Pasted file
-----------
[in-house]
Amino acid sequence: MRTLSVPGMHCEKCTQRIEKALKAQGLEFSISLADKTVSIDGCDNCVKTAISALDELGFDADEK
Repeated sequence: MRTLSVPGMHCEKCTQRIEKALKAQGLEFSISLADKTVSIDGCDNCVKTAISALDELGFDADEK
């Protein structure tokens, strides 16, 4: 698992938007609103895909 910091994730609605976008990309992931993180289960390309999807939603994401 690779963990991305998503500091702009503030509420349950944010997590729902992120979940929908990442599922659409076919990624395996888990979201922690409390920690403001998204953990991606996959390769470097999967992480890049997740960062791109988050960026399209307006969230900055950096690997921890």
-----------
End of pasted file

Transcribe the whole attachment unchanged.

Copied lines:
[in-house]
Amino acid sequence: MRTLSVPGMHCEKCTQRIEKALKAQGLEFSISLADKTVSIDGCDNCVKTAISALDELGFDADEK
Repeated sequence: MRTLSVPGMHCEKCTQRIEKALKAQGLEFSISLADKTVSIDGCDNCVKTAISALDELGFDADEK
């Protein structure tokens, strides 16, 4: 698992938007609103895909 910091994730609605976008990309992931993180289960390309999807939603994401 690779963990991305998503500091702009503030509420349950944010997590729902992120979940929908990442599922659409076919990624395996888990979201922690409390920690403001998204953990991606996959390769470097999967992480890049997740960062791109988050960026399209307006969230900055950096690997921890």